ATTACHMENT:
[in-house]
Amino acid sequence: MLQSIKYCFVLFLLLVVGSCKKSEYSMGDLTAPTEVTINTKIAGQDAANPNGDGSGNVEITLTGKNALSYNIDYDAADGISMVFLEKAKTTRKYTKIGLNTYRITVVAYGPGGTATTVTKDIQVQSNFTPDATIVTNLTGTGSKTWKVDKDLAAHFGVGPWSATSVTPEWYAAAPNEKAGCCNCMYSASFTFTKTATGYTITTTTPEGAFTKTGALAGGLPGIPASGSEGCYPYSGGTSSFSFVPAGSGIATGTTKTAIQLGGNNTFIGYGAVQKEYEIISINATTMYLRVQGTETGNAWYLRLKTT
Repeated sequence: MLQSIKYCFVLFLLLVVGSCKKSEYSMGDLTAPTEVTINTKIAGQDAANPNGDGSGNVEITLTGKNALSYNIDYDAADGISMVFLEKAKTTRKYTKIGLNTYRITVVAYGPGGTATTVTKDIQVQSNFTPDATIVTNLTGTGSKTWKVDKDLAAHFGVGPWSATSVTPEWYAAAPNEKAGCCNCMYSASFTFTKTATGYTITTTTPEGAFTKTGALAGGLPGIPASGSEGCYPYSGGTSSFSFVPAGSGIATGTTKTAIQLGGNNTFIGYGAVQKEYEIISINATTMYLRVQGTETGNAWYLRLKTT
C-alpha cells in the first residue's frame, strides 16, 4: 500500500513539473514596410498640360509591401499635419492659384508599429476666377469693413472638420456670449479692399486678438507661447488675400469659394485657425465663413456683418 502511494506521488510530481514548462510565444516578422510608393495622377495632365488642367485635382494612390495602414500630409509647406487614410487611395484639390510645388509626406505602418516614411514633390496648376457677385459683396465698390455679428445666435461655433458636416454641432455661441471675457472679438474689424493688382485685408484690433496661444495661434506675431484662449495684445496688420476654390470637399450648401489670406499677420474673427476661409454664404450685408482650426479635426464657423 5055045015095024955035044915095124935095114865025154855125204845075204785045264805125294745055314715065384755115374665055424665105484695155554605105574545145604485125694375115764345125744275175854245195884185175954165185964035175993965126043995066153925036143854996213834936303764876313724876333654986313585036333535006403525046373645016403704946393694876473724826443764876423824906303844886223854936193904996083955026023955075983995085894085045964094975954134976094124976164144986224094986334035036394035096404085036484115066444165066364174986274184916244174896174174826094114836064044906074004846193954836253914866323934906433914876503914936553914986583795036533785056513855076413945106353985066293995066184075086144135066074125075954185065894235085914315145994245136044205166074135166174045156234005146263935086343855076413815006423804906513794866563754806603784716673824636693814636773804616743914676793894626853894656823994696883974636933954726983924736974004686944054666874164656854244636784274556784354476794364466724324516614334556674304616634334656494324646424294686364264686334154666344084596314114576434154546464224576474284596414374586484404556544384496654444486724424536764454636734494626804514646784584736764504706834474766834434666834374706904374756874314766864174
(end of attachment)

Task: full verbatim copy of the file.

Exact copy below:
[in-house]
Amino acid sequence: MLQSIKYCFVLFLLLVVGSCKKSEYSMGDLTAPTEVTINTKIAGQDAANPNGDGSGNVEITLTGKNALSYNIDYDAADGISMVFLEKAKTTRKYTKIGLNTYRITVVAYGPGGTATTVTKDIQVQSNFTPDATIVTNLTGTGSKTWKVDKDLAAHFGVGPWSATSVTPEWYAAAPNEKAGCCNCMYSASFTFTKTATGYTITTTTPEGAFTKTGALAGGLPGIPASGSEGCYPYSGGTSSFSFVPAGSGIATGTTKTAIQLGGNNTFIGYGAVQKEYEIISINATTMYLRVQGTETGNAWYLRLKTT
Repeated sequence: MLQSIKYCFVLFLLLVVGSCKKSEYSMGDLTAPTEVTINTKIAGQDAANPNGDGSGNVEITLTGKNALSYNIDYDAADGISMVFLEKAKTTRKYTKIGLNTYRITVVAYGPGGTATTVTKDIQVQSNFTPDATIVTNLTGTGSKTWKVDKDLAAHFGVGPWSATSVTPEWYAAAPNEKAGCCNCMYSASFTFTKTATGYTITTTTPEGAFTKTGALAGGLPGIPASGSEGCYPYSGGTSSFSFVPAGSGIATGTTKTAIQLGGNNTFIGYGAVQKEYEIISINATTMYLRVQGTETGNAWYLRLKTT
C-alpha cells in the first residue's frame, strides 16, 4: 500500500513539473514596410498640360509591401499635419492659384508599429476666377469693413472638420456670449479692399486678438507661447488675400469659394485657425465663413456683418 502511494506521488510530481514548462510565444516578422510608393495622377495632365488642367485635382494612390495602414500630409509647406487614410487611395484639390510645388509626406505602418516614411514633390496648376457677385459683396465698390455679428445666435461655433458636416454641432455661441471675457472679438474689424493688382485685408484690433496661444495661434506675431484662449495684445496688420476654390470637399450648401489670406499677420474673427476661409454664404450685408482650426479635426464657423 5055045015095024955035044915095124935095114865025154855125204845075204785045264805125294745055314715065384755115374665055424665105484695155554605105574545145604485125694375115764345125744275175854245195884185175954165185964035175993965126043995066153925036143854996213834936303764876313724876333654986313585036333535006403525046373645016403704946393694876473724826443764876423824906303844886223854936193904996083955026023955075983995085894085045964094975954134976094124976164144986224094986334035036394035096404085036484115066444165066364174986274184916244174896174174826094114836064044906074004846193954836253914866323934906433914876503914936553914986583795036533785056513855076413945106353985066293995066184075086144135066074125075954185065894235085914315145994245136044205166074135166174045156234005146263935086343855076413815006423804906513794866563754806603784716673824636693814636773804616743914676793894626853894656823994696883974636933954726983924736974004686944054666874164656854244636784274556784354476794364466724324516614334556674304616634334656494324646424294686364264686334154666344084596314114576434154546464224576474284596414374586484404556544384496654444486724424536764454636734494626804514646784584736764504706834474766834434666834374706904374756874314766864174